For instance, if you do opt for a nine-to-five schedule for all employees, remote or otherwise, then you should expect your remote staff to respond during those hours. You have many ways to reach out to them, too, some more impersonal than others. For instance, there’s texting or instant messaging as well as email. You can talk on the phone, video chat, or even invite the employee into the office monthly for a meeting.
While you might feel like you have to overmanage remote employees at first because you can’t see them, watch how high you set your expectations. For instance, when you send an email, you shouldn’t demand the remote employee respond in two seconds if you don’t expect your office staff to do the same. That’s workplace discrimination in action.
Also, don’t pester your remote staff after working hours. You might think, “well, they’re home, so technically, they’re at the office. They can do this quick little thing.” If you wouldn’t reach out to your office staff, then don’t bother your remote employees, either. Again, it’s discriminatory and will ensure your remote work plan fails.
Should employees be allowed to work from home?
If you remember the stat from the beginning of this article, 3.7 million US employees work from home. That data was from two years ago, so surely it’s even more now in 2019. That means many companies would say yes, employees should be allowed to work from home. Some jobs practically demand it, others not so much. What’s clear is more and more companies do permit it.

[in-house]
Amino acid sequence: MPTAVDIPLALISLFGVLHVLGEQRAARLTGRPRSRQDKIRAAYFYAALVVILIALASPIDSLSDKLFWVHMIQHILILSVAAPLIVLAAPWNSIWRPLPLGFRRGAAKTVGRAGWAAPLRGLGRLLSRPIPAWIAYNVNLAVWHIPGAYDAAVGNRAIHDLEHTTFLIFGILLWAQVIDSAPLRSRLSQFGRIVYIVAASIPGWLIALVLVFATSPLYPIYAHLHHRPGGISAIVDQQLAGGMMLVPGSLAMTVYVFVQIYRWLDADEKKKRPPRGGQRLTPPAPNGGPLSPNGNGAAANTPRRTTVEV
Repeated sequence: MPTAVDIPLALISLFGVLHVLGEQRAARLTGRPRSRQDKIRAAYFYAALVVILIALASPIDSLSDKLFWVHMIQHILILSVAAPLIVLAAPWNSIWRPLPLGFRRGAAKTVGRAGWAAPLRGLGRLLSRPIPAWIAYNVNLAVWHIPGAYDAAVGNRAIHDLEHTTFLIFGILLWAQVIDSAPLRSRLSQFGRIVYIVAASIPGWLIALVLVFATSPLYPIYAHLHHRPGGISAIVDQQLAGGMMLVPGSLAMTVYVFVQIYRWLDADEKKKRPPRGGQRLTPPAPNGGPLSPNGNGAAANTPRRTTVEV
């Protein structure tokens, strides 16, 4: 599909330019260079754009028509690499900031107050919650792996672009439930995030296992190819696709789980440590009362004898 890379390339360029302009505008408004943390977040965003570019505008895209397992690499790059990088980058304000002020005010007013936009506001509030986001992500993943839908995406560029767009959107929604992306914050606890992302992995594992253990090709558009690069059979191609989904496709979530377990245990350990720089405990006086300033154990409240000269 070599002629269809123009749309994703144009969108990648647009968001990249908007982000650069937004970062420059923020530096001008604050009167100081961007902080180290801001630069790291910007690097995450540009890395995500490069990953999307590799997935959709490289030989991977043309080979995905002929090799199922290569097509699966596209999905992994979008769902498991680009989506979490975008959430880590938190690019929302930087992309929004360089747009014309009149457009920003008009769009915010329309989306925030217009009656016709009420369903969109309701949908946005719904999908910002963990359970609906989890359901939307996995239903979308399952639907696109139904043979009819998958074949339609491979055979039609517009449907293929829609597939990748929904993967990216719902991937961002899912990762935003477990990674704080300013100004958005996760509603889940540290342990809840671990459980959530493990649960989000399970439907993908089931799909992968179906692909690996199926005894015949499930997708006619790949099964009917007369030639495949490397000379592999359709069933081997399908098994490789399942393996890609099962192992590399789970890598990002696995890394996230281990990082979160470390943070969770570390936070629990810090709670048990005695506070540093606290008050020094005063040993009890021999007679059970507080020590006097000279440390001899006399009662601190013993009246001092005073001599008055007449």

To figure out if yours should, you might want to start with an internal assessment. Which positions in your office would translate best to a work-from-home environment? Which ones absolutely must stay at the office?
Once you figure that out, review who has asked to work from home. You might bring them in for a sort of informal interview. Discuss why they want to work from home, what kind of tech and equipment they have, and what kind of workplace setup they could use. Then, after the meeting, you might review productivity and other metrics for said employee. If they’re a hard worker, then perhaps you let them work remotely. If they already have a tendency to slack off, then maybe you deny the request.